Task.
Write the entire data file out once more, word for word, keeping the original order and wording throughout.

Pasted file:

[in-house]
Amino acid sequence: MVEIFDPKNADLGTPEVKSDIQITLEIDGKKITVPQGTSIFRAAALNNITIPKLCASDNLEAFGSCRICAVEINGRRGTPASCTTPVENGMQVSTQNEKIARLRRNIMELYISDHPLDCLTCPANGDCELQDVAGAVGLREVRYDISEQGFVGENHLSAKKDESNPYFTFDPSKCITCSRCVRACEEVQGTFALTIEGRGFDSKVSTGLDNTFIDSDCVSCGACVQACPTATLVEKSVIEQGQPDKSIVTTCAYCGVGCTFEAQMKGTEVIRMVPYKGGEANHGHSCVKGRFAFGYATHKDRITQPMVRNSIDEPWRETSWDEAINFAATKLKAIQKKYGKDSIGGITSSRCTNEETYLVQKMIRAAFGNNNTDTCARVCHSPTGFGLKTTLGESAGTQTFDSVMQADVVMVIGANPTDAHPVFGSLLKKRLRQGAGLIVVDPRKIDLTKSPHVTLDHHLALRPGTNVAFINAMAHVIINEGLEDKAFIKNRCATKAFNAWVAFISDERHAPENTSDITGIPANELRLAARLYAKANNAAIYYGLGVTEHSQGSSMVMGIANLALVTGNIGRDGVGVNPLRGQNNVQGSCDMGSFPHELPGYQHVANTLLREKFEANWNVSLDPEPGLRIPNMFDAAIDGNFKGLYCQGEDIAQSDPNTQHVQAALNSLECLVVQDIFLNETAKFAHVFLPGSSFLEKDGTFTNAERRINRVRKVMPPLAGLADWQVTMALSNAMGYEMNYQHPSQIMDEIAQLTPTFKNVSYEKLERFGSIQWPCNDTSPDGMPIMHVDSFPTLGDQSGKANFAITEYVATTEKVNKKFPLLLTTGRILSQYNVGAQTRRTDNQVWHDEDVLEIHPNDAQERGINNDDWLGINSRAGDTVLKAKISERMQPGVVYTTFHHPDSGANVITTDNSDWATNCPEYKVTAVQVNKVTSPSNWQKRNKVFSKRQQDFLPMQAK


[in-house]
Amino acid sequence: MVEIFDPKNADLGTPEVKSDIQITLEIDGKKITVPQGTSIFRAAALNNITIPKLCASDNLEAFGSCRICAVEINGRRGTPASCTTPVENGMQVSTQNEKIARLRRNIMELYISDHPLDCLTCPANGDCELQDVAGAVGLREVRYDISEQGFVGENHLSAKKDESNPYFTFDPSKCITCSRCVRACEEVQGTFALTIEGRGFDSKVSTGLDNTFIDSDCVSCGACVQACPTATLVEKSVIEQGQPDKSIVTTCAYCGVGCTFEAQMKGTEVIRMVPYKGGEANHGHSCVKGRFAFGYATHKDRITQPMVRNSIDEPWRETSWDEAINFAATKLKAIQKKYGKDSIGGITSSRCTNEETYLVQKMIRAAFGNNNTDTCARVCHSPTGFGLKTTLGESAGTQTFDSVMQADVVMVIGANPTDAHPVFGSLLKKRLRQGAGLIVVDPRKIDLTKSPHVTLDHHLALRPGTNVAFINAMAHVIINEGLEDKAFIKNRCATKAFNAWVAFISDERHAPENTSDITGIPANELRLAARLYAKANNAAIYYGLGVTEHSQGSSMVMGIANLALVTGNIGRDGVGVNPLRGQNNVQGSCDMGSFPHELPGYQHVANTLLREKFEANWNVSLDPEPGLRIPNMFDAAIDGNFKGLYCQGEDIAQSDPNTQHVQAALNSLECLVVQDIFLNETAKFAHVFLPGSSFLEKDGTFTNAERRINRVRKVMPPLAGLADWQVTMALSNAMGYEMNYQHPSQIMDEIAQLTPTFKNVSYEKLERFGSIQWPCNDTSPDGMPIMHVDSFPTLGDQSGKANFAITEYVATTEKVNKKFPLLLTTGRILSQYNVGAQTRRTDNQVWHDEDVLEIHPNDAQERGINNDDWLGINSRAGDTVLKAKISERMQPGVVYTTFHHPDSGANVITTDNSDWATNCPEYKVTAVQVNKVTSPSNWQKRNKVFSKRQQDFLPMQAK